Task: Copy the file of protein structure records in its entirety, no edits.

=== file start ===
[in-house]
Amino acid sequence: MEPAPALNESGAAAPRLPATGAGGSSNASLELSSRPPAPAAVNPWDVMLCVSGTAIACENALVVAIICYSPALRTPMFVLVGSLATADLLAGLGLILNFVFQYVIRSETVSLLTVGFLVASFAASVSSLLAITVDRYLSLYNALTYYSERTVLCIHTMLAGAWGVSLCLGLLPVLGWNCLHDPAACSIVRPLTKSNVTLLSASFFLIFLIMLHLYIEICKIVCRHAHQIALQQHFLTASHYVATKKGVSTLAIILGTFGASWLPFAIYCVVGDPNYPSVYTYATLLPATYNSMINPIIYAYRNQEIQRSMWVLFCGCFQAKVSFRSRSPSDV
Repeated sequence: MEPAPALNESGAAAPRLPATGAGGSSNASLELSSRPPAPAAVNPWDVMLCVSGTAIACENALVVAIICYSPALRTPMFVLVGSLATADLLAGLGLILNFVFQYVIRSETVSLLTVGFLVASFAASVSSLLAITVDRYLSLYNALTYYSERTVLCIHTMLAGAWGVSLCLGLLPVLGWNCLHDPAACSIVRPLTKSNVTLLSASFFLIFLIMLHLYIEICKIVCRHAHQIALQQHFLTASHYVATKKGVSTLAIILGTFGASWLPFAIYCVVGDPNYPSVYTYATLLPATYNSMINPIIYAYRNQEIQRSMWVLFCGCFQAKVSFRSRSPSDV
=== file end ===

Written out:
[in-house]
Amino acid sequence: MEPAPALNESGAAAPRLPATGAGGSSNASLELSSRPPAPAAVNPWDVMLCVSGTAIACENALVVAIICYSPALRTPMFVLVGSLATADLLAGLGLILNFVFQYVIRSETVSLLTVGFLVASFAASVSSLLAITVDRYLSLYNALTYYSERTVLCIHTMLAGAWGVSLCLGLLPVLGWNCLHDPAACSIVRPLTKSNVTLLSASFFLIFLIMLHLYIEICKIVCRHAHQIALQQHFLTASHYVATKKGVSTLAIILGTFGASWLPFAIYCVVGDPNYPSVYTYATLLPATYNSMINPIIYAYRNQEIQRSMWVLFCGCFQAKVSFRSRSPSDV
Repeated sequence: MEPAPALNESGAAAPRLPATGAGGSSNASLELSSRPPAPAAVNPWDVMLCVSGTAIACENALVVAIICYSPALRTPMFVLVGSLATADLLAGLGLILNFVFQYVIRSETVSLLTVGFLVASFAASVSSLLAITVDRYLSLYNALTYYSERTVLCIHTMLAGAWGVSLCLGLLPVLGWNCLHDPAACSIVRPLTKSNVTLLSASFFLIFLIMLHLYIEICKIVCRHAHQIALQQHFLTASHYVATKKGVSTLAIILGTFGASWLPFAIYCVVGDPNYPSVYTYATLLPATYNSMINPIIYAYRNQEIQRSMWVLFCGCFQAKVSFRSRSPSDV